The Pepperpot Lodges to be restored to their former glory
The two iconic Lodges that mark the entrance to the Trelowarren Estate on Cornwall’s Lizard Peninsula are to be restored as part of a ten year, £200,000 project with Natural England, which will also see the surrounding land returned to natural Cornish Heath – its original 1750s’ landscape.
The long-term project by the Vyvyan family, supported by Natural England, will see the landmark Grade II Listed Lodges – famous to anyone who travels the main B3293 road to St Keverne – restored to their former glory.
The hexagonal “Pepperpot” Lodges were last occupied in the 1950s by the district nurse who had a bedroom and kitchen in one and a living-room in the other – but over the decades they have fallen into disrepair and have been condemned.
To start the restoration project 40 acres of large, non-native Sitka Spruce tree-trunks have been cleared from what was once native heathland, and reduced into chippings to feed the ancient estate’s renewable energy system – a 350 kWh biomass Binder boiler. The giant pile of wood-chippings will be burned over the coming winters – to produce heat and warm water for the eco-holiday-houses and luxury facilities on the estate.
Without the dark forest of Sitka Spruces – planted by the Forestry Commission 40 years ago – the scenic land running away from the Lodges will be gradually restored to Cornish Heath – covered in the fabled Erica Vagans heather – where Trelowarren will introduce hardy indigenous cattle to graze the land.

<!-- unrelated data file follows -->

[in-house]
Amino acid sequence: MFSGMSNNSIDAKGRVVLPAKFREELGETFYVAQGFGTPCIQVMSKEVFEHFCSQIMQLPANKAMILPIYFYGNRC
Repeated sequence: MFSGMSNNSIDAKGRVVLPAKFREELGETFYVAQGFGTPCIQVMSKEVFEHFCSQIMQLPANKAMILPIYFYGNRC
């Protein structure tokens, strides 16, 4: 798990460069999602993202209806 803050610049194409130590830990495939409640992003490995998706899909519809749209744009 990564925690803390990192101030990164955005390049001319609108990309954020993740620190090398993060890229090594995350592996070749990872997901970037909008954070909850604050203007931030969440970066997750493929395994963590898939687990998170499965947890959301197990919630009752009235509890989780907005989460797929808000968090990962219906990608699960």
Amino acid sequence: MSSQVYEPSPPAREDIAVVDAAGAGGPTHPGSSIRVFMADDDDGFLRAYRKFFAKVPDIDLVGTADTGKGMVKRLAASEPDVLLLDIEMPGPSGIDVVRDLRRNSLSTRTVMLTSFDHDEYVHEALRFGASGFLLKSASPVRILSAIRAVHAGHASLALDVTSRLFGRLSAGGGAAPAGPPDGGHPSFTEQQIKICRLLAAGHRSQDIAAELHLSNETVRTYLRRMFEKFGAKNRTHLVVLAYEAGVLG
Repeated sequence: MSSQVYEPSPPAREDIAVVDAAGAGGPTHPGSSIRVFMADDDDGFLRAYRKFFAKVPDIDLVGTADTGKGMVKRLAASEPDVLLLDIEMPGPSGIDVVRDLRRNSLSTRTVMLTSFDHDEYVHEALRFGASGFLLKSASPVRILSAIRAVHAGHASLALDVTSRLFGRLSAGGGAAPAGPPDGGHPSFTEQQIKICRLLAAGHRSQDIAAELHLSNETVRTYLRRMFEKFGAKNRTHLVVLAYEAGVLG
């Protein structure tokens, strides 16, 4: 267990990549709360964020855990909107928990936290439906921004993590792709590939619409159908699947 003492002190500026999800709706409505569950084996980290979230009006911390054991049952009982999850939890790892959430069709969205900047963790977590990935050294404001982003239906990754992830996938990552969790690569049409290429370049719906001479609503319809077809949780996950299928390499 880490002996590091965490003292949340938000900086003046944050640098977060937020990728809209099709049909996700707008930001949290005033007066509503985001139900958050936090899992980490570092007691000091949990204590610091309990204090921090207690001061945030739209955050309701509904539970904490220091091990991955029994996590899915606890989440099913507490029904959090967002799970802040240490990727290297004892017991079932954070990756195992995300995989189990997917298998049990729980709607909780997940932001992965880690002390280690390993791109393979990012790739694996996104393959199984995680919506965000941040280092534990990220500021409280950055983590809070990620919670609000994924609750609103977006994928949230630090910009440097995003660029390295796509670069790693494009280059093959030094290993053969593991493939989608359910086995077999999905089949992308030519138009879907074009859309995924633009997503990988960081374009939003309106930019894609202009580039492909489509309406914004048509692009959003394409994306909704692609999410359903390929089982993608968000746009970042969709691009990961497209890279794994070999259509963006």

This fragrant, springy heather, whose only native British habitat is the Lizard Peninsula, was blessed – the story goes – by Joseph of Arimathea for whom it made a welcome bed on his first night arriving in Cornwall on his quest for tin.
“We’ve been planning the restoration of the Double Lodges and the Cornish heathland there for a long time – but we’ve had to be patient,” says Sir Ferrers Vyvyan. “Trelowarren is a big old estate which has certainly had its ups and downs – so we’ve needed to be sensitive to the history and the ecology of the place and need to make sure everything we do is right for the future – and it can’t all be done at once, so over the next couple of years it’s fair to say that the many people who know them as a landmark on that stretch of road will begin to notice a real change for the better.”
More about the clearing of the sitka wood crop.